Responsorial Psalm (Ps 118: 2-4, 13-15, 22-24)
R. Give thanks to the LORD, for he is good, his love is everlasting.

Let the house of Israel say, “His mercy endures forever.”  Let the house of Aaron say, “His mercy endures forever.”  Let those who fear the LORD say, “His mercy endures forever.”

R. Give thanks to the LORD, for he is good, his love is everlasting.

I was hard pressed and was falling, but the LORD helped me.  My strength and my courage is the LORD, and he has been my savior.  The joyful shout of victory in the tents of the just:

R. Give thanks to the LORD, for he is good, his love is everlasting.

The stone which the builders rejected has become the cornerstone.  By the LORD has this been done; it is wonderful in our eyes.  This is the day the LORD has made; let us be glad and rejoice in it.

R. Give thanks to the LORD, for he is good, his love is everlasting.

Second Reading (1 Pt 1: 3-9)
Blessed be the God and Father of our Lord Jesus Christ, who in his great mercy gave us a new birth to a living hope through the resurrection of Jesus Christ from the dead, to an inheritance that is imperishable, undefiled, and unfading, kept in heaven for you who by the power of God are safeguarded through faith, to a salvation that is ready to be revealed in the final time.  In this you rejoice, although now for a little while you may have to suffer through various trials, so that the genuineness of your faith, more precious than gold that is perishable even though tested by fire, may prove to be for praise, glory, and honor at the revelation of Jesus Christ.  Although you have not seen him you love him; even though you do not see him now yet believe in him, you rejoice with an indescribable and glorious joy, as you attain the goal of your faith, the salvation of your souls.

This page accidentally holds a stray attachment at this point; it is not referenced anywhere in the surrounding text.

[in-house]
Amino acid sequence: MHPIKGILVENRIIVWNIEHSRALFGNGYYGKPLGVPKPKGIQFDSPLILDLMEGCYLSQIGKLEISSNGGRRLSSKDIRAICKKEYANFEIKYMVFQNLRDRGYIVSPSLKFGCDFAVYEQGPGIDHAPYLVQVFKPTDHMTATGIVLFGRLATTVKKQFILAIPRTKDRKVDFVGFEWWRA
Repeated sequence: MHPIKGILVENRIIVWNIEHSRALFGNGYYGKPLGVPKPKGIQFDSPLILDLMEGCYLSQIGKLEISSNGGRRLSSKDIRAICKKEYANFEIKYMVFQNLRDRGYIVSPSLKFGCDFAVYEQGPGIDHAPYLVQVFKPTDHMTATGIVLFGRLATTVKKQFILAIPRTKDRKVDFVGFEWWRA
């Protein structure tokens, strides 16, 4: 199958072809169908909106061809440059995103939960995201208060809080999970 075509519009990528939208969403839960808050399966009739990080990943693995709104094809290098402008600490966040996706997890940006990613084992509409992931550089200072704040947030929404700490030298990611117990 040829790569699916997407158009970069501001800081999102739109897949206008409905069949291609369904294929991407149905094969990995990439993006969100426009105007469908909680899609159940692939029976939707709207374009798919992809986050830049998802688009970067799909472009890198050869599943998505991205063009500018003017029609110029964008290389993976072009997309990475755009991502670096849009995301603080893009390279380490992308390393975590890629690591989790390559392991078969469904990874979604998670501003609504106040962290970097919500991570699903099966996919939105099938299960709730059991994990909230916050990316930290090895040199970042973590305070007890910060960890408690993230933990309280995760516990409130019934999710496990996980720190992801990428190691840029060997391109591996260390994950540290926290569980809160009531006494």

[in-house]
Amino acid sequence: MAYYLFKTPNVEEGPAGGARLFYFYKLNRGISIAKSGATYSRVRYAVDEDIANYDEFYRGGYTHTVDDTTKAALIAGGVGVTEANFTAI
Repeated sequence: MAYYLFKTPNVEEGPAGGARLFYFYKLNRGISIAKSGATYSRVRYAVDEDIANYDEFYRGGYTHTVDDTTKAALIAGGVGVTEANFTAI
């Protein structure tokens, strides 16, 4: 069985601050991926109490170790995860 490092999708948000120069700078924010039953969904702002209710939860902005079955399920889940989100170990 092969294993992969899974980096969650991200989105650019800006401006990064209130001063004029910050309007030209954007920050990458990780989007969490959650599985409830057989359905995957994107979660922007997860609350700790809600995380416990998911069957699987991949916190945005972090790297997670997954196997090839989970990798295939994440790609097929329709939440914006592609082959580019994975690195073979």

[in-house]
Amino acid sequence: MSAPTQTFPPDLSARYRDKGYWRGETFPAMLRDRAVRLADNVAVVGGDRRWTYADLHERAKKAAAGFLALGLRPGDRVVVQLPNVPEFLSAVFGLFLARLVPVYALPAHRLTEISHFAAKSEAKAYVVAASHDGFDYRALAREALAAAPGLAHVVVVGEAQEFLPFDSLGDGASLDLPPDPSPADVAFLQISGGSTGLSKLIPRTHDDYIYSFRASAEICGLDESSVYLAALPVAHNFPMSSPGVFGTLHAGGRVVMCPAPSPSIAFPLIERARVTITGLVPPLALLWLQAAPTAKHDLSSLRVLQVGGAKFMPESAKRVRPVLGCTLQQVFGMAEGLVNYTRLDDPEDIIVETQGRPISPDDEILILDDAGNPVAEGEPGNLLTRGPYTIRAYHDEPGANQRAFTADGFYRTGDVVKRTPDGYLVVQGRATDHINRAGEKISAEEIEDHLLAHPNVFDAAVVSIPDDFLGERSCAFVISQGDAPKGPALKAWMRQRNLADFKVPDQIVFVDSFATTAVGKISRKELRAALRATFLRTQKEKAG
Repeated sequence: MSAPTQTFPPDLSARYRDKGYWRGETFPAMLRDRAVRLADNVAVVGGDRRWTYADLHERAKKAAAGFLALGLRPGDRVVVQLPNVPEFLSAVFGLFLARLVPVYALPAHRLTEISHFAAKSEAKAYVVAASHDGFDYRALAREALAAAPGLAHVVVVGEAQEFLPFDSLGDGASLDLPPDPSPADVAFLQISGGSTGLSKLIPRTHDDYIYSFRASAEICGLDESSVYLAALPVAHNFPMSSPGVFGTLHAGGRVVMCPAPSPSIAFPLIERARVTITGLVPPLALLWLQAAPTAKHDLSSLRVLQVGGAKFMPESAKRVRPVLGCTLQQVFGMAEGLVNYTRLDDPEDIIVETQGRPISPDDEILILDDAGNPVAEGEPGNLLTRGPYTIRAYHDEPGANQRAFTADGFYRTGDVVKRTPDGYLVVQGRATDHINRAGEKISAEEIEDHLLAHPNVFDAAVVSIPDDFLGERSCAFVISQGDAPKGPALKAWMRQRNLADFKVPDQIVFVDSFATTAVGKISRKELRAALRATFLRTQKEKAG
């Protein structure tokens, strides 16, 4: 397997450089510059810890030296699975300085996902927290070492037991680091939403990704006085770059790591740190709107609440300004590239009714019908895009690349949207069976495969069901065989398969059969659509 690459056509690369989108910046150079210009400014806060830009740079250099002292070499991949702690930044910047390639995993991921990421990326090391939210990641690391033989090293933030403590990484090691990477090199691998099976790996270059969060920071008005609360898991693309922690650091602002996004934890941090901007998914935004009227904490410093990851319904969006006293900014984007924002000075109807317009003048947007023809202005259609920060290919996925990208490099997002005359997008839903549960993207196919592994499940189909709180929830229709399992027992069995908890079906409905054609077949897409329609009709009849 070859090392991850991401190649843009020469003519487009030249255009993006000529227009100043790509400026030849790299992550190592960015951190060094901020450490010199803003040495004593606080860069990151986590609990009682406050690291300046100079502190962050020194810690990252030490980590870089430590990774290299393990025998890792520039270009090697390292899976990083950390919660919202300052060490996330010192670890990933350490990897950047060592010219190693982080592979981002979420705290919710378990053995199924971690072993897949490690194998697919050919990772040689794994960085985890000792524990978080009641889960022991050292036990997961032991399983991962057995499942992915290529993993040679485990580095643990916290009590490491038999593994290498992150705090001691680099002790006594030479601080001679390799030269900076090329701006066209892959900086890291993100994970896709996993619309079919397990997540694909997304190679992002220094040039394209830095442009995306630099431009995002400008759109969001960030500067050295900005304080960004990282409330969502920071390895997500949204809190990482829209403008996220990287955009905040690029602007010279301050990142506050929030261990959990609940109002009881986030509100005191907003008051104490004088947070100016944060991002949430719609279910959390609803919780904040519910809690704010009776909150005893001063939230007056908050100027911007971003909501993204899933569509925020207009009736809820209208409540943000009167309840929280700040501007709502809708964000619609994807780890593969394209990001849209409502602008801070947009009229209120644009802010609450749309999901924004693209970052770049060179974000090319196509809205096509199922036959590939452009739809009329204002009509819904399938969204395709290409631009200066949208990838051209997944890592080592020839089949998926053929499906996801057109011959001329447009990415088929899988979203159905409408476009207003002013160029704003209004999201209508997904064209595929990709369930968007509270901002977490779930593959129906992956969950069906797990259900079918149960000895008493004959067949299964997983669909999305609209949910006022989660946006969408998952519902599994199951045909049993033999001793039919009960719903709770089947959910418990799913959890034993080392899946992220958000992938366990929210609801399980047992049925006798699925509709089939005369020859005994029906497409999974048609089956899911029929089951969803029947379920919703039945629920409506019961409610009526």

Gospel (Jn 20: 19-31)
On the evening of that first day of the week, when the doors were locked, where the disciples were, for fear of the Jews, Jesus came and stood in their midst and said to them, “Peace be with you.”  When he had said this, he showed them his hands and his side.  The disciples rejoiced when they saw the Lord.  Jesus said to them again, “Peace be with you.  As the Father has sent me, so I send you.”  And when he had said this, he breathed on them and said to them, “Receive the Holy Spirit.  Whose sins you forgive are forgiven them, and whose sins you retain are retained.”

Thomas, called Didymus, one of the Twelve, was not with them when Jesus came.  So the other disciples said to him, “We have seen the Lord.”  But he said to them, “Unless I see the mark of the nails in his hands And put my finger into the nailmarks and put my hand into his side, I will not believe.”  Now a week later his disciples were again inside and Thomas was with them.  Jesus came, although the doors were locked, and stood in their midst and said, “Peace be with you.”  Then he said to Thomas, “Put your finger here and see my hands, and bring your hand and put it into my side, and do not be unbelieving, but believe.”  Thomas answered and said to him, “My Lord and my God!”  Jesus said to him, “Have you come to believe because you have seen me?  Blessed are those who have not seen and have believed.”  Now, Jesus did many other signs in the presence of his disciples that are not written in this book.  But these are written that you may come to believe that Jesus is the Christ, the Son of God, and that through this belief you may have life in his name.

We also discussed the Divine Mercy devotion.  More information can be found here.